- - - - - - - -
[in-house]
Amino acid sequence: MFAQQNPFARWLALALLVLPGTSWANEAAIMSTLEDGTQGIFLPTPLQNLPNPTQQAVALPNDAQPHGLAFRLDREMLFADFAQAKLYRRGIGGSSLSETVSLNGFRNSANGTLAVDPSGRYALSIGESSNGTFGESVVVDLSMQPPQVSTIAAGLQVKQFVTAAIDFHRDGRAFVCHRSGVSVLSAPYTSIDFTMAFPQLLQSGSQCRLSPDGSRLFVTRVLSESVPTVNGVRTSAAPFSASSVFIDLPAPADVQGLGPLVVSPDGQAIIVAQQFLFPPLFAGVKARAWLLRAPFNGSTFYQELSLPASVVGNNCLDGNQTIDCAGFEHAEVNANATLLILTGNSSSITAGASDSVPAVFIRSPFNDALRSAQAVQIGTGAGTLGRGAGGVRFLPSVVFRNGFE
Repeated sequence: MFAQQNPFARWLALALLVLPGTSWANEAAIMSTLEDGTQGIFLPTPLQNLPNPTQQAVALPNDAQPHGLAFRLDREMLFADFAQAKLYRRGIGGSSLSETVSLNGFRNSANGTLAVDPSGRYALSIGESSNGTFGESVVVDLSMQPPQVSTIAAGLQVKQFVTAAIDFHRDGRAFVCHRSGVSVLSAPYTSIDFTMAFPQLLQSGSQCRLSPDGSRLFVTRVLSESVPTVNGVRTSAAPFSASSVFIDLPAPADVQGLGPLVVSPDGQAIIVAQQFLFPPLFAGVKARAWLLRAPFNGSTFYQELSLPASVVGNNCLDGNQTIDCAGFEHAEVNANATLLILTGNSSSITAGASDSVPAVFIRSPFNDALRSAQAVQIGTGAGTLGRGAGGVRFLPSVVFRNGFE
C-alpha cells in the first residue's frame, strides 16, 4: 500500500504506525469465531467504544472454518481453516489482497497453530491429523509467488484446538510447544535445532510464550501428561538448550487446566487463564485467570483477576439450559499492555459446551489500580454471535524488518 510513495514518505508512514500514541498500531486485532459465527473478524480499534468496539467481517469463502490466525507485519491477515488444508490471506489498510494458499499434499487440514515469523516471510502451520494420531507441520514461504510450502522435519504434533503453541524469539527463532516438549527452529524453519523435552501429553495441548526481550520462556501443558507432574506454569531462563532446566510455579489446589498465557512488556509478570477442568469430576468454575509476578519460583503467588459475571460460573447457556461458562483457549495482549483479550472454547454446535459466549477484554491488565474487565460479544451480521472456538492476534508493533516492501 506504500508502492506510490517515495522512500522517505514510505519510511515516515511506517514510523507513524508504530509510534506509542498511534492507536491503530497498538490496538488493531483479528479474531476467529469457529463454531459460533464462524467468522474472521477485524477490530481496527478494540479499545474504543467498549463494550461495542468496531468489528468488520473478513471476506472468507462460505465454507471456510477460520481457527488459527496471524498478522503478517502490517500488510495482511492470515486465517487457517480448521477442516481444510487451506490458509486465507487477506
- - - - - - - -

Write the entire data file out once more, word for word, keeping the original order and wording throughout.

[in-house]
Amino acid sequence: MFAQQNPFARWLALALLVLPGTSWANEAAIMSTLEDGTQGIFLPTPLQNLPNPTQQAVALPNDAQPHGLAFRLDREMLFADFAQAKLYRRGIGGSSLSETVSLNGFRNSANGTLAVDPSGRYALSIGESSNGTFGESVVVDLSMQPPQVSTIAAGLQVKQFVTAAIDFHRDGRAFVCHRSGVSVLSAPYTSIDFTMAFPQLLQSGSQCRLSPDGSRLFVTRVLSESVPTVNGVRTSAAPFSASSVFIDLPAPADVQGLGPLVVSPDGQAIIVAQQFLFPPLFAGVKARAWLLRAPFNGSTFYQELSLPASVVGNNCLDGNQTIDCAGFEHAEVNANATLLILTGNSSSITAGASDSVPAVFIRSPFNDALRSAQAVQIGTGAGTLGRGAGGVRFLPSVVFRNGFE
Repeated sequence: MFAQQNPFARWLALALLVLPGTSWANEAAIMSTLEDGTQGIFLPTPLQNLPNPTQQAVALPNDAQPHGLAFRLDREMLFADFAQAKLYRRGIGGSSLSETVSLNGFRNSANGTLAVDPSGRYALSIGESSNGTFGESVVVDLSMQPPQVSTIAAGLQVKQFVTAAIDFHRDGRAFVCHRSGVSVLSAPYTSIDFTMAFPQLLQSGSQCRLSPDGSRLFVTRVLSESVPTVNGVRTSAAPFSASSVFIDLPAPADVQGLGPLVVSPDGQAIIVAQQFLFPPLFAGVKARAWLLRAPFNGSTFYQELSLPASVVGNNCLDGNQTIDCAGFEHAEVNANATLLILTGNSSSITAGASDSVPAVFIRSPFNDALRSAQAVQIGTGAGTLGRGAGGVRFLPSVVFRNGFE
C-alpha cells in the first residue's frame, strides 16, 4: 500500500504506525469465531467504544472454518481453516489482497497453530491429523509467488484446538510447544535445532510464550501428561538448550487446566487463564485467570483477576439450559499492555459446551489500580454471535524488518 510513495514518505508512514500514541498500531486485532459465527473478524480499534468496539467481517469463502490466525507485519491477515488444508490471506489498510494458499499434499487440514515469523516471510502451520494420531507441520514461504510450502522435519504434533503453541524469539527463532516438549527452529524453519523435552501429553495441548526481550520462556501443558507432574506454569531462563532446566510455579489446589498465557512488556509478570477442568469430576468454575509476578519460583503467588459475571460460573447457556461458562483457549495482549483479550472454547454446535459466549477484554491488565474487565460479544451480521472456538492476534508493533516492501 506504500508502492506510490517515495522512500522517505514510505519510511515516515511506517514510523507513524508504530509510534506509542498511534492507536491503530497498538490496538488493531483479528479474531476467529469457529463454531459460533464462524467468522474472521477485524477490530481496527478494540479499545474504543467498549463494550461495542468496531468489528468488520473478513471476506472468507462460505465454507471456510477460520481457527488459527496471524498478522503478517502490517500488510495482511492470515486465517487457517480448521477442516481444510487451506490458509486465507487477506